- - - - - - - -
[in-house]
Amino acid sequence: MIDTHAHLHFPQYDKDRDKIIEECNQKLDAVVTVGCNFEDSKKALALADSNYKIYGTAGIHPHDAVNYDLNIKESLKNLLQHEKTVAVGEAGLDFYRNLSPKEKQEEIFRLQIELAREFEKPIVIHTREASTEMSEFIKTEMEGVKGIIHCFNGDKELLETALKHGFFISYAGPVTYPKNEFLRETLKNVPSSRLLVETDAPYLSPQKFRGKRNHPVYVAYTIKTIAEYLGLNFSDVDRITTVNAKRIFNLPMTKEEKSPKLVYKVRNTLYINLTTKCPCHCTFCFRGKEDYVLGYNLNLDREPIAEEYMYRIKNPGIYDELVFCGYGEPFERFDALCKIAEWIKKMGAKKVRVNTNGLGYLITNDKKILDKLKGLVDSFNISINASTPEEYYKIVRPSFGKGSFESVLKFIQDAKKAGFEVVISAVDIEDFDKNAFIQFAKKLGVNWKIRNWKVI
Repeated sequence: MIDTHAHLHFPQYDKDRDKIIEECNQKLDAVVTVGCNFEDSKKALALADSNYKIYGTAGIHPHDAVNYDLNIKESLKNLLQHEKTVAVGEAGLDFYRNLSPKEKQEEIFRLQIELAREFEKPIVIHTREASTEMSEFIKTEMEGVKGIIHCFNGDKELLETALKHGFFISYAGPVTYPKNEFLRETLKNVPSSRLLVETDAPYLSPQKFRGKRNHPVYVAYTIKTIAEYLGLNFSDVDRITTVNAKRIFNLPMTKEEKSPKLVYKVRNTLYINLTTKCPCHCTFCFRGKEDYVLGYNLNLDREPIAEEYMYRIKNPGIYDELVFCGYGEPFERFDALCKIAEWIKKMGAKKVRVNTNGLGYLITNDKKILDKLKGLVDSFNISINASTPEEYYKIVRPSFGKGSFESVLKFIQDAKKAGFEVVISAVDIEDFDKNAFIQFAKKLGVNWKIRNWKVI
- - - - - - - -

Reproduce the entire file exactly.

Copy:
[in-house]
Amino acid sequence: MIDTHAHLHFPQYDKDRDKIIEECNQKLDAVVTVGCNFEDSKKALALADSNYKIYGTAGIHPHDAVNYDLNIKESLKNLLQHEKTVAVGEAGLDFYRNLSPKEKQEEIFRLQIELAREFEKPIVIHTREASTEMSEFIKTEMEGVKGIIHCFNGDKELLETALKHGFFISYAGPVTYPKNEFLRETLKNVPSSRLLVETDAPYLSPQKFRGKRNHPVYVAYTIKTIAEYLGLNFSDVDRITTVNAKRIFNLPMTKEEKSPKLVYKVRNTLYINLTTKCPCHCTFCFRGKEDYVLGYNLNLDREPIAEEYMYRIKNPGIYDELVFCGYGEPFERFDALCKIAEWIKKMGAKKVRVNTNGLGYLITNDKKILDKLKGLVDSFNISINASTPEEYYKIVRPSFGKGSFESVLKFIQDAKKAGFEVVISAVDIEDFDKNAFIQFAKKLGVNWKIRNWKVI
Repeated sequence: MIDTHAHLHFPQYDKDRDKIIEECNQKLDAVVTVGCNFEDSKKALALADSNYKIYGTAGIHPHDAVNYDLNIKESLKNLLQHEKTVAVGEAGLDFYRNLSPKEKQEEIFRLQIELAREFEKPIVIHTREASTEMSEFIKTEMEGVKGIIHCFNGDKELLETALKHGFFISYAGPVTYPKNEFLRETLKNVPSSRLLVETDAPYLSPQKFRGKRNHPVYVAYTIKTIAEYLGLNFSDVDRITTVNAKRIFNLPMTKEEKSPKLVYKVRNTLYINLTTKCPCHCTFCFRGKEDYVLGYNLNLDREPIAEEYMYRIKNPGIYDELVFCGYGEPFERFDALCKIAEWIKKMGAKKVRVNTNGLGYLITNDKKILDKLKGLVDSFNISINASTPEEYYKIVRPSFGKGSFESVLKFIQDAKKAGFEVVISAVDIEDFDKNAFIQFAKKLGVNWKIRNWKVI